This is the view I see when I walk the dog. Welcome to the ‘hood.
Would this landscape fuel your creativity? Disengage your writer’s block? Inspire your imagination to romp freely? Send story-telling shivers up and down your spine?
It does for me, at least enough to have transformed me from a vaguely-wannabe-author to somebody who writes every day, with a few published stories under my belt, some very encouraging awards, and a novel with its fourth draft in progress, all within the less than two years since I moved here to Napa Valley.
There’s got to be something in the air here in NorCal. Literary legends have mined the magic that wreathes our mountains and the vineyard-quilted valleys that lie between, far more than this region’s fair share, proportionately speaking. I’m talking Bret Harte, Mark Twain, Robinson Jeffers, that all-time California writer John Steinbeck, and of course Robert Louis Stevenson, so beloved here in
Napa Valley, where the local boosters have erected fulsomely carved entrance signs graced by his words: “. . . and the wine is bottled poetry.”
Perhaps not the best thing he ever wrote, but it does reference wine.
St. Helena, my cherished little adopted town here in northern Napa Valley, happily lays claim to Robert Louis Stevenson. We have a school named after him and a small museum devoted to him, annexed to our excellent town library. RLS, as we fondly call him, spent the summer of 1880 honeymooning with his bride Fanny in a cabin on the slopes of Mount St. Helena (oh, and her son Lloyd was along too; seems Fanny had ditched her first, philandering husband, and RLS was a man of a refreshingly progressive turn of mind in such matters).
He immortalized their idyll in The Silverado Squatters. I confess I haven’t read it, but it’s on my list. Local pride.
It must be admitted that R.L. Stevenson’s St. Helena period amounted only to a few months (and one book) out of a life that was astoundingly creative, peripatetic, and short. This, after all, is the guy who gave the world Kidnapped and Treasure Island and The Strange Case of Dr. Jekyll and Mr. Hyde, to mention only some of his most famous work. He wrote memoir and newspaper articles. He wrote delightful poetry, some of which formed part of the bedrock of children’s literature. I grew up with a vintage copy of A Child’s Garden of Verses, which I cherish to this day.
This is also a man who, despite and sometimes because of the life-long illness that plagued him, traveled back and forth from his native Scotland to England and France, and then across the still pretty wild and crazy American continent to California, back again to Scotland and then to the South Seas. Meanwhile he ping-ponged from cherished son of a well-heeled family of engineers (they designed and built lighthouses, how cool is that?) to starving artist to reluctant law student who passed the Scottish bar but never practiced to best-selling, legend-in-his-own-time author and one of the greatest story-tellers in the English language.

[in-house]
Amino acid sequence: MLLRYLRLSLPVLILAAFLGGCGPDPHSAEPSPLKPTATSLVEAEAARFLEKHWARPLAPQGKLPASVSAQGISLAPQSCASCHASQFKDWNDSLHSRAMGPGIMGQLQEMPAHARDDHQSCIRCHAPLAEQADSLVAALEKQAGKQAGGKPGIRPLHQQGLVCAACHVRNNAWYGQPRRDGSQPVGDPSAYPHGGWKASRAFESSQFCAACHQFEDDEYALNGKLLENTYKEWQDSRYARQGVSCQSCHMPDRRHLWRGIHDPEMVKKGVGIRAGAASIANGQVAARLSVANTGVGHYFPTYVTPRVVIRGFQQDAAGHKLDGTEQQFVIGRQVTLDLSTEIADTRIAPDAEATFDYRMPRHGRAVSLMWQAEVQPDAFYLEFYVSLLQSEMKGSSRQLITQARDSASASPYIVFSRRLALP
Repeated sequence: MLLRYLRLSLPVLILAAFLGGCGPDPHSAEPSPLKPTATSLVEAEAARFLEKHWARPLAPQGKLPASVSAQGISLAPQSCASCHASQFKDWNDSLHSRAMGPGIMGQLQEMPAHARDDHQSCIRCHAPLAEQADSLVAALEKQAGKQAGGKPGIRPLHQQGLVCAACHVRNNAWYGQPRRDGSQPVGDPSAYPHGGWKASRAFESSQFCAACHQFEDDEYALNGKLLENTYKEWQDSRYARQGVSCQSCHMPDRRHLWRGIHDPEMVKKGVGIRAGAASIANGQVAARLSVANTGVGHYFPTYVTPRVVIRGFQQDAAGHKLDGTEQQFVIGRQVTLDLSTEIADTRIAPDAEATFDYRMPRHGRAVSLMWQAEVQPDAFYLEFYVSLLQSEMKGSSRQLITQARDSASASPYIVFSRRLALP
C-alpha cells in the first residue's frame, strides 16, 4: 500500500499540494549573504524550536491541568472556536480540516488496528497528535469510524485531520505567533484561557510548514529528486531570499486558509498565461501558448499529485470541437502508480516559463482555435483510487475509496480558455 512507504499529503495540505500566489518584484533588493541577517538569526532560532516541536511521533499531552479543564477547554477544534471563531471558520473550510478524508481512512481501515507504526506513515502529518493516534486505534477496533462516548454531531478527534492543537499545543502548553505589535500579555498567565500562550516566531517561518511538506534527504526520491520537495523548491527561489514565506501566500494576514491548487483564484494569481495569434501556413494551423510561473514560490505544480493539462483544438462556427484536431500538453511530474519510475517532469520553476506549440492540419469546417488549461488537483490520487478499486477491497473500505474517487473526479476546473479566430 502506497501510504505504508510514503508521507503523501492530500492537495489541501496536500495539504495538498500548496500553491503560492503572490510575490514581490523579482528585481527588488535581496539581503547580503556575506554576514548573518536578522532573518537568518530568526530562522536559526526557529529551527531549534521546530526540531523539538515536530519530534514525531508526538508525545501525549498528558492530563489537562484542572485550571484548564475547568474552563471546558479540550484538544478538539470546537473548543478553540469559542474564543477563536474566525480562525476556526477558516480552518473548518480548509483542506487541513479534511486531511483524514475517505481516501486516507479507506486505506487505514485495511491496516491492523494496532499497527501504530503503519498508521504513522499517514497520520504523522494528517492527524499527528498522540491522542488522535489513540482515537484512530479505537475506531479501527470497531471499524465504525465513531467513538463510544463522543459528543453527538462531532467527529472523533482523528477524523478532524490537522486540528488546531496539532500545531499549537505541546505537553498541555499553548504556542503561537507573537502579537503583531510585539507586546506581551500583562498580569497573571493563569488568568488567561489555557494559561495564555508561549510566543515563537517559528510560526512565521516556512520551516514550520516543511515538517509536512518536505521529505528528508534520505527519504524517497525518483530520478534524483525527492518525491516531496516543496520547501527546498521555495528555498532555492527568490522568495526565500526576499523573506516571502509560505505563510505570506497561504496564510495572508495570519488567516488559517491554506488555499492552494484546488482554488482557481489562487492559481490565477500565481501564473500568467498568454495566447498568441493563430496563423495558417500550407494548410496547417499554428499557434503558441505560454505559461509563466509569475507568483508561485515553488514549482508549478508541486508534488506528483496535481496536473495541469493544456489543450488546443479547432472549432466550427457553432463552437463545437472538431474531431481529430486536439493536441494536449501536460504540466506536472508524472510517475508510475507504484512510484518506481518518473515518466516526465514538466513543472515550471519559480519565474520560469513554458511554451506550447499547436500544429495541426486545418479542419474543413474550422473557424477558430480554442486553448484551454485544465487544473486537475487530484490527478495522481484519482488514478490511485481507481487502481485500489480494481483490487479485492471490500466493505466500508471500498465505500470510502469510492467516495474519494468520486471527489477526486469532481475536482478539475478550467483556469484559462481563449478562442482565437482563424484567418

And he died at the age of forty-four. This was a man who knew how to carpe every single diem that was given to him.
My husband and I have made the hike several times up the trail to the site of R.L. and Fanny’s (oh, and Lloyd’s . . . that must have been a little awkward) honeymoon cabin. It’s a beautiful hike but a rocky and steep one, beginning at a trailhead reached by driving a fair distance up into the hills. In a modern car, may I point out, on a nicely paved road. This was no cushy all-inclusive spa that RLS and his bride chose to initiate their marriage.
All that remains today is a small clearing and a rough obelisk with a tarnished brass plaque. You have to imagine the cabin itself, and in these drought-stricken days you also have to imagine the rushing stream that ran nearby. It’s easy to see, though, that whatever the love nest’s charms were, it wasn’t roomy. And it was seriously remote. Running out for a pint of half and half or a bottle of Cabernet was out of the question.
Which leads me to conclude a few things:
- People were tougher then. Seriously, how many folks nowadays with a debilitating lung disorder would decide it was a great idea to live on the side of a mountain miles away from the nearest anything?
- Hanging out in a glorious natural setting must be the imaginative tonic it’s rumored to be. Look what the man accomplished.
- Fanny was a really good sport.
It may be only romantic speculation that there are some fortunate spots on the globe that feed the creative spirit, ones that are more likely than others to attract the Muse and conjure untold tales into being. But isn’t romantic speculation what gave us Treasure Island, after all?
And don’t even get me started on Jack London, just down the road there in Glen Ellen. He’s a subject for another time.
What about you, my literature-loving friend? Is there a locale that calls to you, one that your creative nature recognizes as home ground? By all means, share!